Ch. 3 Summary

Ch. 3 Summary - Chapter 3: The Chemistry of Life: Organic...

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Unformatted text preview: Chapter 3: The Chemistry of Life: Organic Compounds Describe the properties of carbon that make it the central component of organic compounds: Each carbon atom forms four covalent bonds with up to four other atoms: these bonds are single, double, or triple bonds. Carbon atoms form strait or branched chains or join into rings Carbon forms covalent bonds with a greater number of different elements than does any other type of atom. Define the term, isomer, and distinguish among the three principal isomer types: Isomers are compounds with the same molecular formula but different structures. Structural isomers differ in the covalent arrangements of their atoms. Geometric isomers , or cis-trans isomers, differ in the spatial arrangements of their atoms. Enantiomers are isomers that are mirror images of each other. Cells can distinguish between these configurations. Identify the major functional groups present in organic compounds, and describe their properties: Hydrocarbons, organic compounds consisting of only carbon and hydrogen, are nonpolar and hydrophobic. The methyl group is a hydrocarbon group. Polar and ionic functional groups interact with each other and are hydrophilic. Partial charges on atoms at opposite ends of a bond are responsible for the polar property of a functional group. Hydroxyl and carbonyl groups are polar....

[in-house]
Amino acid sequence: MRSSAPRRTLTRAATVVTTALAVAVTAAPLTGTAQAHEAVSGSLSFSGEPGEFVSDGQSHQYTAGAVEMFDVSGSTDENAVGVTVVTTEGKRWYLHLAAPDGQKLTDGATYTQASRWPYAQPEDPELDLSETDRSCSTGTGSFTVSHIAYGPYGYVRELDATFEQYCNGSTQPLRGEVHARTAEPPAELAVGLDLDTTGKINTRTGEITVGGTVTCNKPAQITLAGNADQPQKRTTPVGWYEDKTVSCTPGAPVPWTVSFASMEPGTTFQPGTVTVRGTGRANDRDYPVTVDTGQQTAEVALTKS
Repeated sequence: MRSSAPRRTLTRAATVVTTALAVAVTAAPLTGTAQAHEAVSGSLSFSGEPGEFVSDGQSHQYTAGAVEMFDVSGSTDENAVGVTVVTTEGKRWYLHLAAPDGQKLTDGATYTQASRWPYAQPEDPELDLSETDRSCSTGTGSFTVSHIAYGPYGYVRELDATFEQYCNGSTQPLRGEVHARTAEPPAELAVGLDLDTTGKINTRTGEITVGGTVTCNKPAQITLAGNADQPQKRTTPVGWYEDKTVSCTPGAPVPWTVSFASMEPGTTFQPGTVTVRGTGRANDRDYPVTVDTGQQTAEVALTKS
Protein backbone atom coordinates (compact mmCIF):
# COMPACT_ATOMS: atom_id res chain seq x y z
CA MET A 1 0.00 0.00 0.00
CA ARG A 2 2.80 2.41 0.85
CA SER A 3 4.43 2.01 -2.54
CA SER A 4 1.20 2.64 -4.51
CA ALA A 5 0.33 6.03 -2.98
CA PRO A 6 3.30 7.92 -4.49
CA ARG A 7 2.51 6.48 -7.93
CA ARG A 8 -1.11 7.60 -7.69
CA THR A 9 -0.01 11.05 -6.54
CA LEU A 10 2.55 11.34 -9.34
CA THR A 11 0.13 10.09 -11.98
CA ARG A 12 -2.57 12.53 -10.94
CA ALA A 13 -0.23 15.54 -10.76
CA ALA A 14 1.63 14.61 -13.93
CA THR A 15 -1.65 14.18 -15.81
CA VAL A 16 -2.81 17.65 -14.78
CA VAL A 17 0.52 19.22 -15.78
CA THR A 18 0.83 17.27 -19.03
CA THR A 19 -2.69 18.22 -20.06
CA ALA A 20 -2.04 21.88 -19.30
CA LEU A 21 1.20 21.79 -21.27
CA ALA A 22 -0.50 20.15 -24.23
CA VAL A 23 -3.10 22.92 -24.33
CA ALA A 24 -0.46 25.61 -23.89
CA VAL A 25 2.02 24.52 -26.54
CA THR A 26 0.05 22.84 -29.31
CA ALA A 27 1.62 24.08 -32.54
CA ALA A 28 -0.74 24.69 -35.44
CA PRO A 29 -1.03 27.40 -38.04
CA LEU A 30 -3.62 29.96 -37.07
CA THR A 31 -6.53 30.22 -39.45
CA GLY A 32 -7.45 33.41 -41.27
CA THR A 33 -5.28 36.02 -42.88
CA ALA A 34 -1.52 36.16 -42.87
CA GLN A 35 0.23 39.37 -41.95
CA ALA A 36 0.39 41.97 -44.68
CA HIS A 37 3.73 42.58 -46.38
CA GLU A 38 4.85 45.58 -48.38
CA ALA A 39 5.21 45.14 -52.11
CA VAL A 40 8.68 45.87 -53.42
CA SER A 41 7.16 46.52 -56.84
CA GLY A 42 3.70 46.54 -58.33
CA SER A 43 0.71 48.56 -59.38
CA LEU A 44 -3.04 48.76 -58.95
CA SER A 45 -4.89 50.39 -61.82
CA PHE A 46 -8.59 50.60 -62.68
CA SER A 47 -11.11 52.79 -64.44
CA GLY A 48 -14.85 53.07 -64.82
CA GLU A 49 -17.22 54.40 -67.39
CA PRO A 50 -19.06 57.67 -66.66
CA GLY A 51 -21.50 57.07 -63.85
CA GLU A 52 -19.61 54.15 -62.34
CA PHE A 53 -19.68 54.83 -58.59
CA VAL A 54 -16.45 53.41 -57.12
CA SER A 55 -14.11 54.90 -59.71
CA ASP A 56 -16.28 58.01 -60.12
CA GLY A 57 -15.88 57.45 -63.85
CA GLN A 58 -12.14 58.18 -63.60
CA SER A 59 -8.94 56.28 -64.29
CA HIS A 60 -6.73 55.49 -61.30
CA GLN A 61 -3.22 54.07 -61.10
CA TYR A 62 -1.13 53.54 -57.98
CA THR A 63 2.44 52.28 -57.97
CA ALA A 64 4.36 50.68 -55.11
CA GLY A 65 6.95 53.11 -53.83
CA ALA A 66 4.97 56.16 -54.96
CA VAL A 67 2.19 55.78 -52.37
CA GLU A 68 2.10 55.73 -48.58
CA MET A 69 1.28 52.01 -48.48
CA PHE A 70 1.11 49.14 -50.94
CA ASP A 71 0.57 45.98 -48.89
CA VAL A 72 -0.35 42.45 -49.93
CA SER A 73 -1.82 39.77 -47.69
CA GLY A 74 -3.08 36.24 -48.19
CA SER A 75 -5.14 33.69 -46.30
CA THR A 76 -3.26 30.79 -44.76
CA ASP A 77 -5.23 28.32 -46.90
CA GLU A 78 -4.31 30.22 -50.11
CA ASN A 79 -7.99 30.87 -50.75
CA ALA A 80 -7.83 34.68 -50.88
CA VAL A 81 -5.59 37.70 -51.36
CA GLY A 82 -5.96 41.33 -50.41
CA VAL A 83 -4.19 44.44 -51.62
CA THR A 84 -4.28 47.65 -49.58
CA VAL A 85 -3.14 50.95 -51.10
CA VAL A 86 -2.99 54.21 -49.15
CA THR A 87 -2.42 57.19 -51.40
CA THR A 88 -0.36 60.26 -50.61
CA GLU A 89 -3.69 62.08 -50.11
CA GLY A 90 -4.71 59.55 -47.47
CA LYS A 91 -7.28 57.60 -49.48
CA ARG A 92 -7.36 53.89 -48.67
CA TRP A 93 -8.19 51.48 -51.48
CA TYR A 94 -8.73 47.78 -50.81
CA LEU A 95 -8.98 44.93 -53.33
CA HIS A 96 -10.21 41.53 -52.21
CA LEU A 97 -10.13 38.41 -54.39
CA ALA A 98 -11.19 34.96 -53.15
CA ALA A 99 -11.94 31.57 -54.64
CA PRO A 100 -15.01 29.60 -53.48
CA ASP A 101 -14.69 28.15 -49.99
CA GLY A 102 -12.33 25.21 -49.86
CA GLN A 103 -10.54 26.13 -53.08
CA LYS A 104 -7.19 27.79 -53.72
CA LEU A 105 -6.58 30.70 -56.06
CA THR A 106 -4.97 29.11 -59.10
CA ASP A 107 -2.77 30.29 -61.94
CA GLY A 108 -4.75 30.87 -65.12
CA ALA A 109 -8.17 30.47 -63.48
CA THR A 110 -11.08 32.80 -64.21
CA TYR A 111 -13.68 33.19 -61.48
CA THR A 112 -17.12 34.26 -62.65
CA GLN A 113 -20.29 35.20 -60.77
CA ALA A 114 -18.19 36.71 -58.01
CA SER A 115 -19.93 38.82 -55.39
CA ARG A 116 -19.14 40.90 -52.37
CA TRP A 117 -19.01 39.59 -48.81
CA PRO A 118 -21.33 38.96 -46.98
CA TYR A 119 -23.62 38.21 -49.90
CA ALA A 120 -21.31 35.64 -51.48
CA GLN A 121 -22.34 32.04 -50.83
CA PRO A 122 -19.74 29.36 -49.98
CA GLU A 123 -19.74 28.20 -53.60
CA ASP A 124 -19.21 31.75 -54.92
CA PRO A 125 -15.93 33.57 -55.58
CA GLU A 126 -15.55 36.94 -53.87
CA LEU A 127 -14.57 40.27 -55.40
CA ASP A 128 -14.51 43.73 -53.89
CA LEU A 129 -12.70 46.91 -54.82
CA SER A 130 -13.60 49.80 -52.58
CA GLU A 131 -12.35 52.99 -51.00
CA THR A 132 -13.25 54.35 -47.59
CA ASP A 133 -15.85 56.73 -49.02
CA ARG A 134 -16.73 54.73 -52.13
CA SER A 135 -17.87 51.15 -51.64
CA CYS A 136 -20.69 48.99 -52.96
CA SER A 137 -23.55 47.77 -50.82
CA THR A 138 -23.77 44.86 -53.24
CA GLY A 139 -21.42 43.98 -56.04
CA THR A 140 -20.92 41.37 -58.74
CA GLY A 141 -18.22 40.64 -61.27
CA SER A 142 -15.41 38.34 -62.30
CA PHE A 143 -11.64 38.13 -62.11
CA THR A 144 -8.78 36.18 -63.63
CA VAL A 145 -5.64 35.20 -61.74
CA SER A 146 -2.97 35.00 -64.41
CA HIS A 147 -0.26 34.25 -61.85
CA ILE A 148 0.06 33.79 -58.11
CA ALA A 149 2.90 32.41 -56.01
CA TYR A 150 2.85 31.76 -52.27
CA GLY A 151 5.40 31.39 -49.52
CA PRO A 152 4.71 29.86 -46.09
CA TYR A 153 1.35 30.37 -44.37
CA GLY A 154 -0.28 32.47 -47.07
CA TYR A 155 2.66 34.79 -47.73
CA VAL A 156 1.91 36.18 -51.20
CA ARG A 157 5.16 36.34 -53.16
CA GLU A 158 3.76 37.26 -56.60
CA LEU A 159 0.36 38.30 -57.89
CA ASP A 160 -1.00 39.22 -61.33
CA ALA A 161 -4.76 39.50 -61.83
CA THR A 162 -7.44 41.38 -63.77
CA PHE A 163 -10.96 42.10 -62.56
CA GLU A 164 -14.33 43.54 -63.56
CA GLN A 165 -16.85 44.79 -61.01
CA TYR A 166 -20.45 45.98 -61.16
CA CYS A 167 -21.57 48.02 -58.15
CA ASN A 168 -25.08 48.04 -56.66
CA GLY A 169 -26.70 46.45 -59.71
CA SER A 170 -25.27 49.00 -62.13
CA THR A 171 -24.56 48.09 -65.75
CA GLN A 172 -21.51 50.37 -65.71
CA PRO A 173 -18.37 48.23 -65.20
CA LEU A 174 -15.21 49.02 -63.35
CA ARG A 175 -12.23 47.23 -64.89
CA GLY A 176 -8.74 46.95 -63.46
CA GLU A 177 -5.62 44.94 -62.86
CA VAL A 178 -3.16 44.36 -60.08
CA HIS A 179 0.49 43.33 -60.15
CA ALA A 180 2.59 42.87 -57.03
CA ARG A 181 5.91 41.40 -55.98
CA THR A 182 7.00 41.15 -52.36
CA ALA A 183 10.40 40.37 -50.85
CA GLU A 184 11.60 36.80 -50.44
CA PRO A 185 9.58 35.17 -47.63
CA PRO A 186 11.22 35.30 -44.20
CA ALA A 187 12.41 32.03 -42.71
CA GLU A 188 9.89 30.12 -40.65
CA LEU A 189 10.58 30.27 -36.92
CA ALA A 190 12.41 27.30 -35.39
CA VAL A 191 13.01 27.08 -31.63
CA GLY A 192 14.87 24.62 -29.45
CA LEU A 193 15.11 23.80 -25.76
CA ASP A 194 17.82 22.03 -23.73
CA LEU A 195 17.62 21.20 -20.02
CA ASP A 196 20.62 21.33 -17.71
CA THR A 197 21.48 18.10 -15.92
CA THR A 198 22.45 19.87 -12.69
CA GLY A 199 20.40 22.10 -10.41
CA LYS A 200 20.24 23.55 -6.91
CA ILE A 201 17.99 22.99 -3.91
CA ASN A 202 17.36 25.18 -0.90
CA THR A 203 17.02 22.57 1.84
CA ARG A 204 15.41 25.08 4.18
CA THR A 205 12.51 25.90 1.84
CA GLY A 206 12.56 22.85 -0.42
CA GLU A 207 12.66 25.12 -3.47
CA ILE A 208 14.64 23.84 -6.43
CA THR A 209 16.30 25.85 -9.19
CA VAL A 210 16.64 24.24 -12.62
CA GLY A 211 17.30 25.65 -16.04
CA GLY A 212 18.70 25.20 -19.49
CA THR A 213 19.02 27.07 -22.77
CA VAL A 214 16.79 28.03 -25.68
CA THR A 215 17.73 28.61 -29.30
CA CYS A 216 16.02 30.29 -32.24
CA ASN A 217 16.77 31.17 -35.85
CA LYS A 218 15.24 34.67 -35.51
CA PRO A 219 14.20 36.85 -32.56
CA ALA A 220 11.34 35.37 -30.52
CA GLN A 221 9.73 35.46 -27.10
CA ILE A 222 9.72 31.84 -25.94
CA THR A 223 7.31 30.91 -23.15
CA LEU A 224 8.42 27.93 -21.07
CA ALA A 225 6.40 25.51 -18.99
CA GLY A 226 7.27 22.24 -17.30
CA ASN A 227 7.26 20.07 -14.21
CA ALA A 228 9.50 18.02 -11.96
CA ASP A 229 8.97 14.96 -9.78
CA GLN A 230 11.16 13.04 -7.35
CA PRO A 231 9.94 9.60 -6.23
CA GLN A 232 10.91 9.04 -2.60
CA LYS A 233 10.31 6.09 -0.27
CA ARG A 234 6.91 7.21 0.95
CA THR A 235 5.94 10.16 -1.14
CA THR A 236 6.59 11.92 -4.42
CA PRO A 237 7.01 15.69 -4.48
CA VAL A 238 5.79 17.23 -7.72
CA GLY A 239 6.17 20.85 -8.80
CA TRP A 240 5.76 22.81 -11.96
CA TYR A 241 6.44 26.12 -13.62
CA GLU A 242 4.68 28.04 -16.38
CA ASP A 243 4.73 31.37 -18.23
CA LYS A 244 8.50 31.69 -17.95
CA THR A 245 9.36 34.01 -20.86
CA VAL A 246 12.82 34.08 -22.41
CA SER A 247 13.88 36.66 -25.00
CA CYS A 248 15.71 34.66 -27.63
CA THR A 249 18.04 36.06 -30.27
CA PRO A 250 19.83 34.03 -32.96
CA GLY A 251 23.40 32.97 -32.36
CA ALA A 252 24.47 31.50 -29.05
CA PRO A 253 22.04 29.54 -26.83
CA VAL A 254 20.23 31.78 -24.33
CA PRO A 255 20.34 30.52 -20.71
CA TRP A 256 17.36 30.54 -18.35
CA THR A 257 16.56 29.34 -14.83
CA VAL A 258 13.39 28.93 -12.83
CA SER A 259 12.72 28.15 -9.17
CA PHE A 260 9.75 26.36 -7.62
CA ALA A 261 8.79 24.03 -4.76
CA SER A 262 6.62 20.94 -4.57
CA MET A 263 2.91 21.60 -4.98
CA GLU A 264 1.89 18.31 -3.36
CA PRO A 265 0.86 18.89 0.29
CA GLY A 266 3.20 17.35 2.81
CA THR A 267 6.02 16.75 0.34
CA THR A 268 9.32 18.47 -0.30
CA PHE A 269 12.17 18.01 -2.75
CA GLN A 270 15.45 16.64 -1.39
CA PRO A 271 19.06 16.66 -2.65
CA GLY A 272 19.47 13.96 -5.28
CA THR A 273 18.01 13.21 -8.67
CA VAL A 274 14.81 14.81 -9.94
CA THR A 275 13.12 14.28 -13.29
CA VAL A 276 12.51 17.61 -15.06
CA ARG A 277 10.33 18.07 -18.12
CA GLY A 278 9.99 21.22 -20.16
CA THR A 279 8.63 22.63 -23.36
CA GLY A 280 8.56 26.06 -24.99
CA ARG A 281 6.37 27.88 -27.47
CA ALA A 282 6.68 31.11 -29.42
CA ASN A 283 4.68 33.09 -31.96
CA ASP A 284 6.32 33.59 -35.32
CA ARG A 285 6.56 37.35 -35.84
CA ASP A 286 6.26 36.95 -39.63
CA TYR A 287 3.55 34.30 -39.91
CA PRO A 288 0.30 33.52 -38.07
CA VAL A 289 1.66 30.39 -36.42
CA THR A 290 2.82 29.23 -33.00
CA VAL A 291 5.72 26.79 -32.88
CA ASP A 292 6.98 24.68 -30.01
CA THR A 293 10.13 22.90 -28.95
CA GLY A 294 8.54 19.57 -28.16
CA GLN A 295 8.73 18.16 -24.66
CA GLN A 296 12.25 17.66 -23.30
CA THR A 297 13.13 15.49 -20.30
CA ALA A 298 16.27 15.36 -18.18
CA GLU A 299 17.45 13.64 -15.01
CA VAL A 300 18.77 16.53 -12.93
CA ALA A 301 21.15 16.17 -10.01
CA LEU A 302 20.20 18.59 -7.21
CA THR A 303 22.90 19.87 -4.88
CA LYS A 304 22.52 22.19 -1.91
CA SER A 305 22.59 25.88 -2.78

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This note was uploaded on 04/30/2008 for the course BIO 101 taught by Professor Wetherbee during the Fall '08 term at Rhode Island.

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Ch. 3 Summary - Chapter 3: The Chemistry of Life: Organic...

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